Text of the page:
A parliamentary inquiry will investigate the Tasmanian Liberal government’s funding of campaign pledges after criticizing a lack of transparency.
Right-to-Know documents recently revealed that the state government allocated $2.47 million to 111 projects in a way that was not subject to parliamentary scrutiny.
The funds, pledged ahead of the 2021 ballot, were disbursed through a process approved by the state’s governor using laws designed for unforeseen emergency expenses.
The state government defended the process as valid and legal under the Financial Management Act.
On Friday, the state’s public accounts committee announced it would investigate the use of the law to fund campaign pledges.
Deputy Prime Minister and Treasurer Michael Ferguson, along with Department of Treasury and Finance Secretary Tony Ferrall, will testify at a public hearing on Monday.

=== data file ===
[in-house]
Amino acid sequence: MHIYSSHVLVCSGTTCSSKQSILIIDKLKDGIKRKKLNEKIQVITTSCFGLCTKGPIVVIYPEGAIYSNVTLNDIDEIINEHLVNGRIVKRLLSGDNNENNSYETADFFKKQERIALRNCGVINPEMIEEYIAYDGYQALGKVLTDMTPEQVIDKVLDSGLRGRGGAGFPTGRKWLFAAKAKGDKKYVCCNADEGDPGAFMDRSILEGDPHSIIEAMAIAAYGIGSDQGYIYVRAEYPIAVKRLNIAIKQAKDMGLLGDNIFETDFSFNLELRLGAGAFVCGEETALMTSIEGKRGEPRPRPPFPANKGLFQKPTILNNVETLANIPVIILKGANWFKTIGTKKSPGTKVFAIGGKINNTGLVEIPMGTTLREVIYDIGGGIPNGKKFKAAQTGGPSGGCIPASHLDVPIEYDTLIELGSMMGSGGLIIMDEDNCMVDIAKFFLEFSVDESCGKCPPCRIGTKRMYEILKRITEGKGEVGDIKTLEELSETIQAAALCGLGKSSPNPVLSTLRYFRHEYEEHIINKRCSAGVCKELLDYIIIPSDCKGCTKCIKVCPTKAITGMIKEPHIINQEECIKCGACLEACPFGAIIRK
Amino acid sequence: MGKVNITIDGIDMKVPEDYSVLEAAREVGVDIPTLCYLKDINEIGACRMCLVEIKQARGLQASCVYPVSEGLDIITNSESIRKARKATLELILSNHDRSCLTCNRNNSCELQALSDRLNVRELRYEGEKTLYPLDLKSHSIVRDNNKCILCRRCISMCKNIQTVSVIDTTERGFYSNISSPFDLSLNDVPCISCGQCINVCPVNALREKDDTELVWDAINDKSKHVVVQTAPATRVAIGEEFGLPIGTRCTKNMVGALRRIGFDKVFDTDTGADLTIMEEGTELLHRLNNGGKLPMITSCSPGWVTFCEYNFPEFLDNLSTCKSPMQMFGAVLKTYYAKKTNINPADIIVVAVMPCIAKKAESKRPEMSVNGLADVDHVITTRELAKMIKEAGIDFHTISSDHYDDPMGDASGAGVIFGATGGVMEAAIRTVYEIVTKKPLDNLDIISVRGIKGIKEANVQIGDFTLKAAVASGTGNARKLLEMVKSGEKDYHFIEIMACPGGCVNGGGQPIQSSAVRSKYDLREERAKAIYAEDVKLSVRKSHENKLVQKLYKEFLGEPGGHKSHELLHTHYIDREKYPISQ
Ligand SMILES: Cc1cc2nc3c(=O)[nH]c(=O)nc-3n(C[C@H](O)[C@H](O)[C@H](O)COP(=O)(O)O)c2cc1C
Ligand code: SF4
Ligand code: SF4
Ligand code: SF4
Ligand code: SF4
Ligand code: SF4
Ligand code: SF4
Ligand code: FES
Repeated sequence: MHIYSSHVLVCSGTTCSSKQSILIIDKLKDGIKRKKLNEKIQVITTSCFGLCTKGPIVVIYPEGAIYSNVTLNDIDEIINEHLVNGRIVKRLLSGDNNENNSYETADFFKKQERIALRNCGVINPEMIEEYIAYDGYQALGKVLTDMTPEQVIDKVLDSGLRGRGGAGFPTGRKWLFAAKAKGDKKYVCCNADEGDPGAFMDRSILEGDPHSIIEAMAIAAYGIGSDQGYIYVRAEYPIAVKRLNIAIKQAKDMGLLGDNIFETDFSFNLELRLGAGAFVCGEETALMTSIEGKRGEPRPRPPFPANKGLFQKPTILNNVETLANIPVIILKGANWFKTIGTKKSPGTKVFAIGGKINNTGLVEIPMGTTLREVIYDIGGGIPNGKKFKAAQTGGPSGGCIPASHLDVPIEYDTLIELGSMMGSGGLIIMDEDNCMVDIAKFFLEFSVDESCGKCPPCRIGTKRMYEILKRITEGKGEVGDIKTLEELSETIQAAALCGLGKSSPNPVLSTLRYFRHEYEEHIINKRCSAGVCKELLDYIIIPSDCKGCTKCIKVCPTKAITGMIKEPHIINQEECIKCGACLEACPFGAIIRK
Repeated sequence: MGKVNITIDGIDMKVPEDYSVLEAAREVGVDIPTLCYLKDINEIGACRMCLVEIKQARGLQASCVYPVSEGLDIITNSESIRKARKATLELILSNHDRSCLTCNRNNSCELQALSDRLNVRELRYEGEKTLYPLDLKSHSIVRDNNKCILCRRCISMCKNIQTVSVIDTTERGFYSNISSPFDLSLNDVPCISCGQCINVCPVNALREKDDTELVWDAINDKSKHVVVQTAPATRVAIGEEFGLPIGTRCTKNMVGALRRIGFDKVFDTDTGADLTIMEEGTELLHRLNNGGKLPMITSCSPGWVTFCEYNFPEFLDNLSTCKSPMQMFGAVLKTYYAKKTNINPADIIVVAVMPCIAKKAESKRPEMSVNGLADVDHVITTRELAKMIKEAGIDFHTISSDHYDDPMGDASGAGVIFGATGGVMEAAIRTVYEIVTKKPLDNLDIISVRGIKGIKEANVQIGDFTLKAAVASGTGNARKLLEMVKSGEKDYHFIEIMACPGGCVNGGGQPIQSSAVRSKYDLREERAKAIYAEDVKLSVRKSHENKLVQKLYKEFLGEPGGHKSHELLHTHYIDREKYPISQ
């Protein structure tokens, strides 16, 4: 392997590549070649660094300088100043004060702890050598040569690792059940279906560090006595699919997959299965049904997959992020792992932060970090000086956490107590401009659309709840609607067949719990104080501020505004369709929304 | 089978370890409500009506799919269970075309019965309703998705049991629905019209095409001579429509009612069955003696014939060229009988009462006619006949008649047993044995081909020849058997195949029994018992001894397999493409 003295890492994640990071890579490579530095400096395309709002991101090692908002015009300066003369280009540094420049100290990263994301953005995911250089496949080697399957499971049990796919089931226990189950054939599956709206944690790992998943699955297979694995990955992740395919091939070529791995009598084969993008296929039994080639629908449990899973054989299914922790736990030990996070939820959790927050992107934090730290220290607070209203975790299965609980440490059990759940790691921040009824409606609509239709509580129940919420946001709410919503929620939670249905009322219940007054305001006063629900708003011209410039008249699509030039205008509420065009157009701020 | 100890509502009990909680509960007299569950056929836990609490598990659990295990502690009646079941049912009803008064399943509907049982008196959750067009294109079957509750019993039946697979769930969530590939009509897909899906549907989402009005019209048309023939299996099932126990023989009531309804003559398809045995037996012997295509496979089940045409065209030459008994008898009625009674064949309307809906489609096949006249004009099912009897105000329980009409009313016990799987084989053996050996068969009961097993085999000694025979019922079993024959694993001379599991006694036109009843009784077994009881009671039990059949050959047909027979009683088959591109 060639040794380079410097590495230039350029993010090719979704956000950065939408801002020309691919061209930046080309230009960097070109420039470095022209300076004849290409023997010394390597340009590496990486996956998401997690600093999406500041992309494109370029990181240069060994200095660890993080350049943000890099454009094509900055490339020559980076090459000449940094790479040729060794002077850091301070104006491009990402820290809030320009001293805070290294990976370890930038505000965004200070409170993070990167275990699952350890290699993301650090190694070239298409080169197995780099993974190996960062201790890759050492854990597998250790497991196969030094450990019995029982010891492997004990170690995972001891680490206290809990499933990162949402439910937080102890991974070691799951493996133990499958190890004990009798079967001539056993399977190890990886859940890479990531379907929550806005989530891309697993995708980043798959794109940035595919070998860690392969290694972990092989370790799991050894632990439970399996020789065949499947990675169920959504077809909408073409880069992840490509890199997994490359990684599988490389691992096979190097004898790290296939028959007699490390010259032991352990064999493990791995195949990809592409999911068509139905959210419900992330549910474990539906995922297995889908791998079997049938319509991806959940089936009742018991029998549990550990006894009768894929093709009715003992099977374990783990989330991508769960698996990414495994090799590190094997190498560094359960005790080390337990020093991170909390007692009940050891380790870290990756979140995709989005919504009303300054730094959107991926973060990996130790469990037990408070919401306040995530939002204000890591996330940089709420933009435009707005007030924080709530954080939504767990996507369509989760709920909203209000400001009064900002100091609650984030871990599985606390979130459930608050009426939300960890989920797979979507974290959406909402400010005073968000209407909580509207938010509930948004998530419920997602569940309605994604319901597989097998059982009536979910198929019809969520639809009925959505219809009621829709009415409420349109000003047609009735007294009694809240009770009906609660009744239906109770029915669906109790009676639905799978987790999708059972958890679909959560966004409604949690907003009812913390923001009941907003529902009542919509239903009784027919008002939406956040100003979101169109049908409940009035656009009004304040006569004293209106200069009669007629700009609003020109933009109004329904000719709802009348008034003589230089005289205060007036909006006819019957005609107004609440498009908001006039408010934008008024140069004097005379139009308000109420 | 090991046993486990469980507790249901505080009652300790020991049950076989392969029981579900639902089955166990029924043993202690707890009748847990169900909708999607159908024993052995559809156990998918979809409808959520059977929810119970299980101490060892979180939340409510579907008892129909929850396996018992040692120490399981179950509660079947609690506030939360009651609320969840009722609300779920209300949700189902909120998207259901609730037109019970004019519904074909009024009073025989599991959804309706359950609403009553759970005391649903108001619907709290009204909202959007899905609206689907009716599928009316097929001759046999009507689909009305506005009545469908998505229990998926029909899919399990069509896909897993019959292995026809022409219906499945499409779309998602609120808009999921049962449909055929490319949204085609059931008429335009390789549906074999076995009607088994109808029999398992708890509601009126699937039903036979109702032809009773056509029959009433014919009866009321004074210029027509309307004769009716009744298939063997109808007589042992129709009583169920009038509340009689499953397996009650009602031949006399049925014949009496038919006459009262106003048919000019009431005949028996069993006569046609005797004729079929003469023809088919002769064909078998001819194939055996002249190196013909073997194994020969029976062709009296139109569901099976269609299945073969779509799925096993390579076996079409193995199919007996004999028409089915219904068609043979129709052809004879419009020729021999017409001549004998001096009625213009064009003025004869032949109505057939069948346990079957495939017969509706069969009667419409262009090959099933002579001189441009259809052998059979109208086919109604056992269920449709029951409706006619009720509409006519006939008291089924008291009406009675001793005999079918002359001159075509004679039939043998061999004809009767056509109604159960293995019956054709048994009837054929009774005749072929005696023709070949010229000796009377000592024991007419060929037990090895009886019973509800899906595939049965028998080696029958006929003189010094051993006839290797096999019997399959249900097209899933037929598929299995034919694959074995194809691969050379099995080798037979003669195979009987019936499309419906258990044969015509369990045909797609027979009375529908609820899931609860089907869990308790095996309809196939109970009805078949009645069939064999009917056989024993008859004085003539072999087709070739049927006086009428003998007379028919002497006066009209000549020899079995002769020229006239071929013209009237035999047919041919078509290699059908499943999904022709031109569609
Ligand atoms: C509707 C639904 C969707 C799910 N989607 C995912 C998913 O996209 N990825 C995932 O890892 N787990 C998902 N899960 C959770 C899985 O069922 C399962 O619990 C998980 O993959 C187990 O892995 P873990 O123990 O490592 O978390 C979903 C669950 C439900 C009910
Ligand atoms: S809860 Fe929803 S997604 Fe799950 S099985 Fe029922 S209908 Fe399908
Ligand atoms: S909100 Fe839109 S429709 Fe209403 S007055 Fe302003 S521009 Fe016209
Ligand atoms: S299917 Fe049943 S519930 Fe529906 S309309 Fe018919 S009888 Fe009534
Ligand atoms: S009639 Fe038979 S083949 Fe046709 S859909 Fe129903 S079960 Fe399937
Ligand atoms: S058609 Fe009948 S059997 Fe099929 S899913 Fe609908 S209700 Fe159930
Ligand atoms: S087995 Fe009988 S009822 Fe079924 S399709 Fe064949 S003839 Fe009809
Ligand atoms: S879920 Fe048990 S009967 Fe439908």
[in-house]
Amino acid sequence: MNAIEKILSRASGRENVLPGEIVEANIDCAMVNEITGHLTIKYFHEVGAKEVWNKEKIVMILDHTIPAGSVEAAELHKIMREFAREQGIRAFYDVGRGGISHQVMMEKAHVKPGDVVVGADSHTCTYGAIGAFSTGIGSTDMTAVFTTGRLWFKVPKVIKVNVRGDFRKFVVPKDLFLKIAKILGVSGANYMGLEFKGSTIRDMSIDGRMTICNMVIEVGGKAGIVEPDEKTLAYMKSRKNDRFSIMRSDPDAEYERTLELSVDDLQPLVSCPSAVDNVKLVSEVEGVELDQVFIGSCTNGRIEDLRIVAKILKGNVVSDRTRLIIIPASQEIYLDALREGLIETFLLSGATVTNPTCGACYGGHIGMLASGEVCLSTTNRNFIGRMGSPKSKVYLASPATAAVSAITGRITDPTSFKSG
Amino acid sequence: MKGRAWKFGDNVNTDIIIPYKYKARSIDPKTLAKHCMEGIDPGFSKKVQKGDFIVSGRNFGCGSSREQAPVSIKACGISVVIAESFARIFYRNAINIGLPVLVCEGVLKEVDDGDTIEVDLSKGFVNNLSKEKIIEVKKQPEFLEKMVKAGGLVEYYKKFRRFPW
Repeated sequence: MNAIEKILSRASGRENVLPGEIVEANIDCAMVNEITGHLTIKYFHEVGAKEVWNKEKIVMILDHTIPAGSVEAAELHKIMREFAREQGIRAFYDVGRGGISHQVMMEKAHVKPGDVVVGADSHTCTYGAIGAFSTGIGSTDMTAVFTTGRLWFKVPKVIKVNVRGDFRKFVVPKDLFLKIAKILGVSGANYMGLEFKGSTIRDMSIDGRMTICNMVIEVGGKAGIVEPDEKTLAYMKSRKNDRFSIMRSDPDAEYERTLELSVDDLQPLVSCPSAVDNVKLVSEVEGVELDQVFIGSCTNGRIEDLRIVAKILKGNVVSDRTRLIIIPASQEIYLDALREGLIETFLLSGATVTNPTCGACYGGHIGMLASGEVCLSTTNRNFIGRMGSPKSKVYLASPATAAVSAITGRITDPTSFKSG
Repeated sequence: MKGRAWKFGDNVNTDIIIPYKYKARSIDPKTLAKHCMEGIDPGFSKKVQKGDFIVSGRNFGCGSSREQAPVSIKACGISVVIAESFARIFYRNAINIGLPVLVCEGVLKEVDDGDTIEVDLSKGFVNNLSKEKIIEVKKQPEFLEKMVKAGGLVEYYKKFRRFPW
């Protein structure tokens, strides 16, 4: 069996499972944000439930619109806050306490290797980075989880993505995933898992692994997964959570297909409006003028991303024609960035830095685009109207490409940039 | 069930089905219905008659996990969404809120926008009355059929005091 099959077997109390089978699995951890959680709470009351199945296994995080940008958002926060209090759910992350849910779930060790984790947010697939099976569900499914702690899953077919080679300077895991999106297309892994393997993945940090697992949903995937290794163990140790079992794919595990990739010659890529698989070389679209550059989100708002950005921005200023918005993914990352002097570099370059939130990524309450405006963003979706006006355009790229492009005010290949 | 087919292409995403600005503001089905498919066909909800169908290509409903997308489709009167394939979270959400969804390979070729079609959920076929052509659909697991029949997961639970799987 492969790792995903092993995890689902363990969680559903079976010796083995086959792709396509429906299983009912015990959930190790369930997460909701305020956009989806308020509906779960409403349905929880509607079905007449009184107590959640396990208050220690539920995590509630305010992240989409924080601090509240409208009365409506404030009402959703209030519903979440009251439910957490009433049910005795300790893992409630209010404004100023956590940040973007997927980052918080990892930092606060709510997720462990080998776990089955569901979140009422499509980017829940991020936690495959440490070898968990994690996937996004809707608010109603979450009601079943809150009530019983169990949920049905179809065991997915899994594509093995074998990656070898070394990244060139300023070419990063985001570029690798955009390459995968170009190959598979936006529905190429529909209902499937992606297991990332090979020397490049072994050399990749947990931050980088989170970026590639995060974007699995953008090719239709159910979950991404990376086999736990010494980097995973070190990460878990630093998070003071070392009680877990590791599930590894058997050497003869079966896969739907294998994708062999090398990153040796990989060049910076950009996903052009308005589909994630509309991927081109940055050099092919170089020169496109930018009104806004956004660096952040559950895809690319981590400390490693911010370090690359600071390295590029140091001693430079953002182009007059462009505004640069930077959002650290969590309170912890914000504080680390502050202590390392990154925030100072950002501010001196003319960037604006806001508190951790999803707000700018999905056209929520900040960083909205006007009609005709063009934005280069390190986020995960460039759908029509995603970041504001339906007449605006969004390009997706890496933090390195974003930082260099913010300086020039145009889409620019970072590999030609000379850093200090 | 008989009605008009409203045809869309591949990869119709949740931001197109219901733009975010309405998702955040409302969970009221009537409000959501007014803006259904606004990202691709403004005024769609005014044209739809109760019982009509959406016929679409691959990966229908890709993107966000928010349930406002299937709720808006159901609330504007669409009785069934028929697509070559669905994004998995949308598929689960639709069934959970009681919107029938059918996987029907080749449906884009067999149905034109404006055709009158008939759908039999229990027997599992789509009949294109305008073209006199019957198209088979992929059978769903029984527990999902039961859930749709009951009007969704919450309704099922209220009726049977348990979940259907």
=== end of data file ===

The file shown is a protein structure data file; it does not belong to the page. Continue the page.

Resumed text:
State Greens leader Cassy O’Connor said people have a right to know why millions of dollars of public money have been spent without parliamentary oversight.
“The more information that is uncovered about Liberal election madness, the worse the situation becomes,” she said in a statement.
“Many more serious questions remain and we hope this investigation will find answers.”
Sports and Community Services Minister Nic Street was forced to correct the parliamentary record this week after providing incorrect answers during a hearing on the Estimates.
Mr Street told the hearing that the funds in question had been identified, funded and approved by Parliament.
Concerns have also been raised about the state’s Liberal government giving grants to community organizations with ties to party members.
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